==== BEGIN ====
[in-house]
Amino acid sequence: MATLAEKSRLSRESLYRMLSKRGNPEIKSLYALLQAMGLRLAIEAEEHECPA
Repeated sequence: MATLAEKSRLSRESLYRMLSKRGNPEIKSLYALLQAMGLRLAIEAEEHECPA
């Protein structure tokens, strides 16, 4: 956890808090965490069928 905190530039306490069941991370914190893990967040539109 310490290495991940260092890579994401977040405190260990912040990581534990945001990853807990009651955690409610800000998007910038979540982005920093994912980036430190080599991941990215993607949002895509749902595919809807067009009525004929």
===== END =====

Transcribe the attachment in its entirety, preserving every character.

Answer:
[in-house]
Amino acid sequence: MATLAEKSRLSRESLYRMLSKRGNPEIKSLYALLQAMGLRLAIEAEEHECPA
Repeated sequence: MATLAEKSRLSRESLYRMLSKRGNPEIKSLYALLQAMGLRLAIEAEEHECPA
């Protein structure tokens, strides 16, 4: 956890808090965490069928 905190530039306490069941991370914190893990967040539109 310490290495991940260092890579994401977040405190260990912040990581534990945001990853807990009651955690409610800000998007910038979540982005920093994912980036430190080599991941990215993607949002895509749902595919809807067009009525004929």